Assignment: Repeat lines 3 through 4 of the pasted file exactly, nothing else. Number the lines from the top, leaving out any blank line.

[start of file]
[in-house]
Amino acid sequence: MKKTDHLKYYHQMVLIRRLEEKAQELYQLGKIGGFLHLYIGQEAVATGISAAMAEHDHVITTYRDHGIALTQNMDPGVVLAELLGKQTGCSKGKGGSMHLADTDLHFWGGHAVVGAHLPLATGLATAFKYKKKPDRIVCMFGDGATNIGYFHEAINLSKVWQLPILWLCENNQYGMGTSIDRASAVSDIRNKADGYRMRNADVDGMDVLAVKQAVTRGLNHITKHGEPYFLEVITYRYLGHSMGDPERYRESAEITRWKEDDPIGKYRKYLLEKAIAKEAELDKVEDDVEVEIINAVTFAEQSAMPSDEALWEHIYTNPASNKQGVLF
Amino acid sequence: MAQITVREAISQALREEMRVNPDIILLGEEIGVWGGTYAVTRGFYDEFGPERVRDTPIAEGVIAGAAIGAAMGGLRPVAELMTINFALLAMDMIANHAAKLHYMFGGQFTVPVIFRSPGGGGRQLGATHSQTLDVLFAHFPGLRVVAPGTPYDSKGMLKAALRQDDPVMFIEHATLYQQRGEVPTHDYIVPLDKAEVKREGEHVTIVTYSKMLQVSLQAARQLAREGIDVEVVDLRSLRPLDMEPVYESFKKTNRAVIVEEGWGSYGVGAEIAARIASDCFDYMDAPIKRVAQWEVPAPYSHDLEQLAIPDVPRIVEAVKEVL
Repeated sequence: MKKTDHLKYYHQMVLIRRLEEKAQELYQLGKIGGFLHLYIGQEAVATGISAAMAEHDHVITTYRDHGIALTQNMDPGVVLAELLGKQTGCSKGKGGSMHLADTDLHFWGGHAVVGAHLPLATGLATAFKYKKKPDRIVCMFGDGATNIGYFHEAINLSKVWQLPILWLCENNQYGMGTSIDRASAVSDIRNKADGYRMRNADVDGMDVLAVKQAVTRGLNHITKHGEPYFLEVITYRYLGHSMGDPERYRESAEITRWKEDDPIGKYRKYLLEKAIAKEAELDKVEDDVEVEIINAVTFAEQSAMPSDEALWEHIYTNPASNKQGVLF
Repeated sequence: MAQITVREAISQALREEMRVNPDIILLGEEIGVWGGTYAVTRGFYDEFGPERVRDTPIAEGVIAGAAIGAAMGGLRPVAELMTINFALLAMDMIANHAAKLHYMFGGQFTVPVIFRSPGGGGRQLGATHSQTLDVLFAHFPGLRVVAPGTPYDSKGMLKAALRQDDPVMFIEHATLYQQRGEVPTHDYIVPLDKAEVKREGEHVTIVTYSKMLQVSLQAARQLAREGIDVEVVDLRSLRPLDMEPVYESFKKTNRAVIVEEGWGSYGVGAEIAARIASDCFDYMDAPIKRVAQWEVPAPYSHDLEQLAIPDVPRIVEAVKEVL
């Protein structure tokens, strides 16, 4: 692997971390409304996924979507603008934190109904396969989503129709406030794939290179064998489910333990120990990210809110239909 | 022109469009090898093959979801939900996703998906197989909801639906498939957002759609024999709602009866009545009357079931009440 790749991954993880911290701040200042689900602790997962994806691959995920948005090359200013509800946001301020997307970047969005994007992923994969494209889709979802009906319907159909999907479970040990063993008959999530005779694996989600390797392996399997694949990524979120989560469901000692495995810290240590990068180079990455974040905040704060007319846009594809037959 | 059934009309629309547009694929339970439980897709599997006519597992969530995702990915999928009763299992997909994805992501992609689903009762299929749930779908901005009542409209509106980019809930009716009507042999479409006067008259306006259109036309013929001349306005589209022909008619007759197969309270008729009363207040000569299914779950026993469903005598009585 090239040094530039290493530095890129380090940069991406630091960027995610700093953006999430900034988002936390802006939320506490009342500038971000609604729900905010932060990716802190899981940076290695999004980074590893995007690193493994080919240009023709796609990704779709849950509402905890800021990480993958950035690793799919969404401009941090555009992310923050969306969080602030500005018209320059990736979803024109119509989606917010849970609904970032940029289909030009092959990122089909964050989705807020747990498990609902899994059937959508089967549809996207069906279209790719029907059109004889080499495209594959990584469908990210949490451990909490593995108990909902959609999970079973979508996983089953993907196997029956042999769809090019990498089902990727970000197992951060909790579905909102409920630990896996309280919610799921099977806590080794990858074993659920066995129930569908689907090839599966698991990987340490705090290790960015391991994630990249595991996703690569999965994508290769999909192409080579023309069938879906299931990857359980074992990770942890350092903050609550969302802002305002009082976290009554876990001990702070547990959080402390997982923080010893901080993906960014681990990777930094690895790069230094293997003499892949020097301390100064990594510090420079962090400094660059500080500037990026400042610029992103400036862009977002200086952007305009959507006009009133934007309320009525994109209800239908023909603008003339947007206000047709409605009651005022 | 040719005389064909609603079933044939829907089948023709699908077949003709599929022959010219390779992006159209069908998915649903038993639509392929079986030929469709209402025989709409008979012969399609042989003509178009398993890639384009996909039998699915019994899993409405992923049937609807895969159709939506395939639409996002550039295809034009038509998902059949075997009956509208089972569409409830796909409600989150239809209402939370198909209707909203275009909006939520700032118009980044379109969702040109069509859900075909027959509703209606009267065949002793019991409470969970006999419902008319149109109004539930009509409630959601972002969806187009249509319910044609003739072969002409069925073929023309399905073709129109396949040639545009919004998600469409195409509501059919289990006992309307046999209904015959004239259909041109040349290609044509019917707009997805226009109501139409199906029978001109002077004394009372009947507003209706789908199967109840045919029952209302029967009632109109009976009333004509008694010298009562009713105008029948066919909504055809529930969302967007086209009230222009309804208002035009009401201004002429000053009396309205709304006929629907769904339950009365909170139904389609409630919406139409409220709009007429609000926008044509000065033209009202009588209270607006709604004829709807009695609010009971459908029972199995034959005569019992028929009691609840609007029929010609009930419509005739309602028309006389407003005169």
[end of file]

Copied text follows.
Amino acid sequence: MAQITVREAISQALREEMRVNPDIILLGEEIGVWGGTYAVTRGFYDEFGPERVRDTPIAEGVIAGAAIGAAMGGLRPVAELMTINFALLAMDMIANHAAKLHYMFGGQFTVPVIFRSPGGGGRQLGATHSQTLDVLFAHFPGLRVVAPGTPYDSKGMLKAALRQDDPVMFIEHATLYQQRGEVPTHDYIVPLDKAEVKREGEHVTIVTYSKMLQVSLQAARQLAREGIDVEVVDLRSLRPLDMEPVYESFKKTNRAVIVEEGWGSYGVGAEIAARIASDCFDYMDAPIKRVAQWEVPAPYSHDLEQLAIPDVPRIVEAVKEVL
Repeated sequence: MKKTDHLKYYHQMVLIRRLEEKAQELYQLGKIGGFLHLYIGQEAVATGISAAMAEHDHVITTYRDHGIALTQNMDPGVVLAELLGKQTGCSKGKGGSMHLADTDLHFWGGHAVVGAHLPLATGLATAFKYKKKPDRIVCMFGDGATNIGYFHEAINLSKVWQLPILWLCENNQYGMGTSIDRASAVSDIRNKADGYRMRNADVDGMDVLAVKQAVTRGLNHITKHGEPYFLEVITYRYLGHSMGDPERYRESAEITRWKEDDPIGKYRKYLLEKAIAKEAELDKVEDDVEVEIINAVTFAEQSAMPSDEALWEHIYTNPASNKQGVLF